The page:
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Interannual variation in precipitation and other planting conditions impacts seedling establishment in sown plant communities
- Groves, Anna M., Brudvig, Lars A.
- Restoration ecology 2019 v.27 no.1 pp. 128-137
- biodiversity, ecological restoration, growing season, plant communities, plant establishment, planting date, rain, weeds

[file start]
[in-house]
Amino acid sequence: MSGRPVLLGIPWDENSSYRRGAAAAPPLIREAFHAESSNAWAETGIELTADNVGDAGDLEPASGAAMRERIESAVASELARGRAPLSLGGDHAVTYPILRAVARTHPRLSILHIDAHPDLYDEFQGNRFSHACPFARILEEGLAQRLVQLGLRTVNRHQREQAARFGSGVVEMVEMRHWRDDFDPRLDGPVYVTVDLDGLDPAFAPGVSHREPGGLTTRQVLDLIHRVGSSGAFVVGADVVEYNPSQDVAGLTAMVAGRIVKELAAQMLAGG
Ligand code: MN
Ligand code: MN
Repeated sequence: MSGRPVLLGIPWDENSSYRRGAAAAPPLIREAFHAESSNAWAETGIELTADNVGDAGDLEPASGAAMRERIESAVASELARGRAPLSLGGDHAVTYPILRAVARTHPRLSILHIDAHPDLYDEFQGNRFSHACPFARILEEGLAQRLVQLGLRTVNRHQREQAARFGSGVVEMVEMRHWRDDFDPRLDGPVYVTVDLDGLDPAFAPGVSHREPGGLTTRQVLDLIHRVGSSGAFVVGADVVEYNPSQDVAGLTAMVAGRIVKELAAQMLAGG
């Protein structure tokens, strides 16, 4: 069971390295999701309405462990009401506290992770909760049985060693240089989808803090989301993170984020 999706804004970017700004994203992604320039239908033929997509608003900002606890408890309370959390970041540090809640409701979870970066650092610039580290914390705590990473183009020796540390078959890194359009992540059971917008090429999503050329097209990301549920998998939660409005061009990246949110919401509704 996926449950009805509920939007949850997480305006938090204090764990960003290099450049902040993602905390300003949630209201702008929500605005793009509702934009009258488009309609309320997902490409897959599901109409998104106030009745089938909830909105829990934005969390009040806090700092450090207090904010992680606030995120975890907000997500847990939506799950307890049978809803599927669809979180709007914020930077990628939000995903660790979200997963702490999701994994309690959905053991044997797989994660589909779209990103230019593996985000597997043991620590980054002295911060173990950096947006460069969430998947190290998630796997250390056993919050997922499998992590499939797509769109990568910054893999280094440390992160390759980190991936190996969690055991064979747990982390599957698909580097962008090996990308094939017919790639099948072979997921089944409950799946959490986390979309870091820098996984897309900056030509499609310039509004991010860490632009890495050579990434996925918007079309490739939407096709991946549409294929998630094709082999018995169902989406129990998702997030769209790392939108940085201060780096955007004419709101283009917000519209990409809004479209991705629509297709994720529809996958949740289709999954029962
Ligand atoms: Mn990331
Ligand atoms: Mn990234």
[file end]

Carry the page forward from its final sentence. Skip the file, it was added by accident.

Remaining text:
- Ecological restoration can reverse biodiversity loss worldwide, yet restoration goals and outcomes vary widely, which limits this potential. Divergent restoration outcomes may stem from variation in conditions at the outset of restoration, but empirical evidence is lacking and typically confounded with site differences. Additionally, precipitation is usually cited as the source of this variation, although a wide range of conditions can vary annually. We tested for effects of planting year on seedling establishment by installing identical restorations in three different years. Within those years, we manipulated rainfall with rain‐out shelters to disentangle the effects of precipitation from other annually variable conditions. Additionally, we tested whether increasing seed mix richness buffers against adverse planting conditions. For the first growing season after planting, we followed emergence and survival of sown prairie species and nonsown weed species to determine how planting year conditions influence an establishing plant community, if at all. We found that seedling establishment differed across planting years and precipitation treatments, and that varying emergence patterns by species led to differences in the composition of the first‐year community. We also found significant variation in sown species establishment across years when precipitation was held constant, illustrating the previously overlooked role of nonprecipitation drivers on planting year effects. Higher seed mix richness did not consistently improve establishment of sown species under different planting conditions. This research provides important experimental evidence for effects of interannual variation in planting conditions on first‐year establishment. Future work will examine how these initial changes affect longer‐term assembly dynamics.